Tuesday, September 1

John Harwood: The Seance

A young woman with few prospects is surprised when a distant relative dies and leaves her the beneficiary of a large estate. She is even more surprised by the reaction of the lawyer who delivers news of her windfall: he warns her that the house is cursed, the grounds are haunted and suggest that she might not the be natural daughter of her parents but that of a scandalous cousin accused of murdering her husband then running away with an unnamed lover never to be seen again.
Fascinated, she begins to research the history of both the house and the family. She soon comes to believe that the murder never happened, that the accused were set up and the supposed victim still alive and well.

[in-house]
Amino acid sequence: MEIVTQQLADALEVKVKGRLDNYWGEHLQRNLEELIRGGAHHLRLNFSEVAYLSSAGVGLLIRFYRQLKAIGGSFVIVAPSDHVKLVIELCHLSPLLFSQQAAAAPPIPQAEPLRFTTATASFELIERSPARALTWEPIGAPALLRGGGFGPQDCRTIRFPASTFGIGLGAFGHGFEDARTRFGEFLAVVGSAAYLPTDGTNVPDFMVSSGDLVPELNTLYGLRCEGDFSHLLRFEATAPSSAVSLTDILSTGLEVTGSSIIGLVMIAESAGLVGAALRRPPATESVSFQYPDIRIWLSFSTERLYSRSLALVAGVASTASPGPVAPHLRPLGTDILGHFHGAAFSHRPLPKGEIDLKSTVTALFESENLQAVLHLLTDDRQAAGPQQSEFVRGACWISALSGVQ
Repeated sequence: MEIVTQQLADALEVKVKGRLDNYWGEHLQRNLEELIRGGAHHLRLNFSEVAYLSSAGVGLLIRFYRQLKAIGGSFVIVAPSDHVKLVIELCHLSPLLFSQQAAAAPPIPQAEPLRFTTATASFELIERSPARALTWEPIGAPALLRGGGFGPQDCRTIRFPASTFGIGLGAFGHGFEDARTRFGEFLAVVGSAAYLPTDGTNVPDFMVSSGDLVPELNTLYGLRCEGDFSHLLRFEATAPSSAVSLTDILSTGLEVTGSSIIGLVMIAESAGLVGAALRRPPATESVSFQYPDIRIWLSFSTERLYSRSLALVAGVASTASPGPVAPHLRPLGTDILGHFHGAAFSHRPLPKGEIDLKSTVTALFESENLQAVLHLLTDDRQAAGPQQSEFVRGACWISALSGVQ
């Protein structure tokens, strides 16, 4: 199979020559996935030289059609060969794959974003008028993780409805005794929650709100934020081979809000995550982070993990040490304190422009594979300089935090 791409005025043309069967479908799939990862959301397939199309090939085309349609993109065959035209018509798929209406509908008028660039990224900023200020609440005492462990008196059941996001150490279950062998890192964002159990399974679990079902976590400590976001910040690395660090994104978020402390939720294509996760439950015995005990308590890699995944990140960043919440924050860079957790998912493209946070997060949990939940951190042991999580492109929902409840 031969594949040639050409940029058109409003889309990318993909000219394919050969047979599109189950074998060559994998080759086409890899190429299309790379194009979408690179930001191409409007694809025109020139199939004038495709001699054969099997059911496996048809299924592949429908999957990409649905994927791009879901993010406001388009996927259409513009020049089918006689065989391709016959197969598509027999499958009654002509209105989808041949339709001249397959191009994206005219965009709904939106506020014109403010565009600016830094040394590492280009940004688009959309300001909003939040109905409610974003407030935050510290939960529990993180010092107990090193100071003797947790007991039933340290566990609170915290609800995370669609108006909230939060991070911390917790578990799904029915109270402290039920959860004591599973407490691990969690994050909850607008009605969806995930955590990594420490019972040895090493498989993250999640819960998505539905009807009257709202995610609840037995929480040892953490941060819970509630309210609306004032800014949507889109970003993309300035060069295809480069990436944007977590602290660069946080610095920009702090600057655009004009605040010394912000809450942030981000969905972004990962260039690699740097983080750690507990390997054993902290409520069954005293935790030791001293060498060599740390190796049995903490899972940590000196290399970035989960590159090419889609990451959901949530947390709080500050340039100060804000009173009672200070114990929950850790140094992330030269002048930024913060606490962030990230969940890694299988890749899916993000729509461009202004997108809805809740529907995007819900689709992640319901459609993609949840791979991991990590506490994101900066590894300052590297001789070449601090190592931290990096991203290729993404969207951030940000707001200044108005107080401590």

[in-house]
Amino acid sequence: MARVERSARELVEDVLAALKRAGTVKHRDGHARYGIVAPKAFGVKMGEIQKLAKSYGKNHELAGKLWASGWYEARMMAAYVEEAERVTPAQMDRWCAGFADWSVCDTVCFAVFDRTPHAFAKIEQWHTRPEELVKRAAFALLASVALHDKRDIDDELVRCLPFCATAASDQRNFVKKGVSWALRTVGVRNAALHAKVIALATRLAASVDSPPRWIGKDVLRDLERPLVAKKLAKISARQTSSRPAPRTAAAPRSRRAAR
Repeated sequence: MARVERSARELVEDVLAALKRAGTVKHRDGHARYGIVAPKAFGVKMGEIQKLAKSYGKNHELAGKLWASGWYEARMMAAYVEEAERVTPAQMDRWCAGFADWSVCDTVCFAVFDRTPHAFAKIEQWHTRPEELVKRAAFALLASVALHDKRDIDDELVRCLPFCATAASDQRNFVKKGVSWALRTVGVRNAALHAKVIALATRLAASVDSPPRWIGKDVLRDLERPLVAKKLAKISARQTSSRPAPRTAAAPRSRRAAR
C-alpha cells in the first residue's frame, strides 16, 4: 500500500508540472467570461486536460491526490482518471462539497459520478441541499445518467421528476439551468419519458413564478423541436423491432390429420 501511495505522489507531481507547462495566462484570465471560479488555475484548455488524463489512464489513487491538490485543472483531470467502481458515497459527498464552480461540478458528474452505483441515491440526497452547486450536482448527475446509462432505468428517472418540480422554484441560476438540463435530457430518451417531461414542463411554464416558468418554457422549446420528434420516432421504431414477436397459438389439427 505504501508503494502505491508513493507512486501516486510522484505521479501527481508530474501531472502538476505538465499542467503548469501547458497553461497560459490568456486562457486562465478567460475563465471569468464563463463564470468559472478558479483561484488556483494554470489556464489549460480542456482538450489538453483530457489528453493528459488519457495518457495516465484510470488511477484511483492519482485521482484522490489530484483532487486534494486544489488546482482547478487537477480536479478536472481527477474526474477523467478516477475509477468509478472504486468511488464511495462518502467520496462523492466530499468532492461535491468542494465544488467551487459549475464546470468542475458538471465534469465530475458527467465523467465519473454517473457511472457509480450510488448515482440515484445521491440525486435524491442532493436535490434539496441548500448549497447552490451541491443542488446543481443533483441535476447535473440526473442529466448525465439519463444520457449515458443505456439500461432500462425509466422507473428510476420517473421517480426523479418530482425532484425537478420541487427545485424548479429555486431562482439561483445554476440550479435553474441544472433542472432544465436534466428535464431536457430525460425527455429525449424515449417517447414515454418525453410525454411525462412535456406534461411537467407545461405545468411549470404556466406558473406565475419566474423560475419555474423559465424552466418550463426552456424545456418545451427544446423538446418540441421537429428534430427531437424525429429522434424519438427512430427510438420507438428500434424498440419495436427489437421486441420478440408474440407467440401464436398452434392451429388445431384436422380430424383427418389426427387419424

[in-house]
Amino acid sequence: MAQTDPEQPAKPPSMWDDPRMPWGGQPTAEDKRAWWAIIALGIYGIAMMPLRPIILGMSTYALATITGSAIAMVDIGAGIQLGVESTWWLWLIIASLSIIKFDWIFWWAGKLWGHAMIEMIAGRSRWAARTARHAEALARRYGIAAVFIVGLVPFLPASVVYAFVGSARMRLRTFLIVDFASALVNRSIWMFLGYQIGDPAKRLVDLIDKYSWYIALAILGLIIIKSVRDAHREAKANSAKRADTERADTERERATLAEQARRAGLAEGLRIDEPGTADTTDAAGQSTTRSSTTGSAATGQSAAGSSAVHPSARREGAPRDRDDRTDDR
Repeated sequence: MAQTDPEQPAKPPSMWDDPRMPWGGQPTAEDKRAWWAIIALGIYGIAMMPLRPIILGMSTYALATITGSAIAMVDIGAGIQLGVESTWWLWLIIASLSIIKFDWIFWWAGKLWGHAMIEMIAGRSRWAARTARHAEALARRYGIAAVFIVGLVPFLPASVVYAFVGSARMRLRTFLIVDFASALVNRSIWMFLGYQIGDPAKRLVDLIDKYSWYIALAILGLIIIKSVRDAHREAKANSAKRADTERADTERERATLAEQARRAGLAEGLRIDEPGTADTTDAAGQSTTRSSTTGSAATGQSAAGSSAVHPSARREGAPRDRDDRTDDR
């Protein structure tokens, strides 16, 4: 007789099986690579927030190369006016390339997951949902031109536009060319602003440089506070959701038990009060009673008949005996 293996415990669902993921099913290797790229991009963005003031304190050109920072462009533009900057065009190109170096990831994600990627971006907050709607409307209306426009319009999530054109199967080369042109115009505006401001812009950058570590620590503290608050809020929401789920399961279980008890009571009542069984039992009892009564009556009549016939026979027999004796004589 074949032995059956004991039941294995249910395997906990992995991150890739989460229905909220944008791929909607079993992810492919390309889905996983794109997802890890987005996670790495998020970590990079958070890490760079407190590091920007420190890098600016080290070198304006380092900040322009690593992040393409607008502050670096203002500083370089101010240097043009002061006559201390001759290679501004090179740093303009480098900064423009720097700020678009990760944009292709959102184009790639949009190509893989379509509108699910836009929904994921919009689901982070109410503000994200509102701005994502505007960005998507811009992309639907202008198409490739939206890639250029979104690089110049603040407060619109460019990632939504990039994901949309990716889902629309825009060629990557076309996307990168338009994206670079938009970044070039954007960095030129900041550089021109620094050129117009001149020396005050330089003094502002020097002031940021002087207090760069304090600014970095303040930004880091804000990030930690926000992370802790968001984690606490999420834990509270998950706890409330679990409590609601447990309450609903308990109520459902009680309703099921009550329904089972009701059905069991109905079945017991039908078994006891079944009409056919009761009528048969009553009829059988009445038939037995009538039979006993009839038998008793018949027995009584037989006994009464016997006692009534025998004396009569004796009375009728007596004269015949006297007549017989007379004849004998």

At this point she is approached by the Society for Psycical Research, who wish to hold a séance at the house. She agrees and during the society’s examination of the premises certain evidence is found that prove her suspicions are correct.
This knowledge puts her life in danger but she finds she cannot rest until she clears the name of the supposed murderess, which might just be her natural mother, and exposes the fraud of the supposed victim, who may be her natural father.
This book, while a little slow to start, turned out to be an interesting historical novel full of intrigue.
Refusing to plod the predictable path, the story twists and turns, seemingly setting up one situation only to deliver another.
Though it wasn’t quite what I had expected, from the title and blurb I had anticipated more of a ghost story rather than a crime mystery, it did not disappoint. It kept me guessing even beyond the point when I had worked out what had actually taken place but didn’t spring a completely unanticipated culprit on the unsuspecting reader in the way of historical crime writing.
Authentic to its era and entertaining too-Lynn.

No comments: